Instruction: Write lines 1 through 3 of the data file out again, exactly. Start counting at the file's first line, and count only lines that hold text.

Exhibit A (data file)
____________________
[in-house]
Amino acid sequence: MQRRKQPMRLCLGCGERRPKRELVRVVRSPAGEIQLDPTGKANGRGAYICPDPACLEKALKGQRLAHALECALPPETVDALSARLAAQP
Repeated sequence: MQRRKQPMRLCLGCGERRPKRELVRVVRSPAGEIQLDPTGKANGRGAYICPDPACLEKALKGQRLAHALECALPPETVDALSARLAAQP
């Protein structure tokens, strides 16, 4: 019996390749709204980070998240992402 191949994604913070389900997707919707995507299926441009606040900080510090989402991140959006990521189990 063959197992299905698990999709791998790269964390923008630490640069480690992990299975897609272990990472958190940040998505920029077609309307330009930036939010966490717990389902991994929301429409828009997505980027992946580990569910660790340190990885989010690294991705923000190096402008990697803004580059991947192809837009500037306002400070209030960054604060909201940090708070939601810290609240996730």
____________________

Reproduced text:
[in-house]
Amino acid sequence: MQRRKQPMRLCLGCGERRPKRELVRVVRSPAGEIQLDPTGKANGRGAYICPDPACLEKALKGQRLAHALECALPPETVDALSARLAAQP
Repeated sequence: MQRRKQPMRLCLGCGERRPKRELVRVVRSPAGEIQLDPTGKANGRGAYICPDPACLEKALKGQRLAHALECALPPETVDALSARLAAQP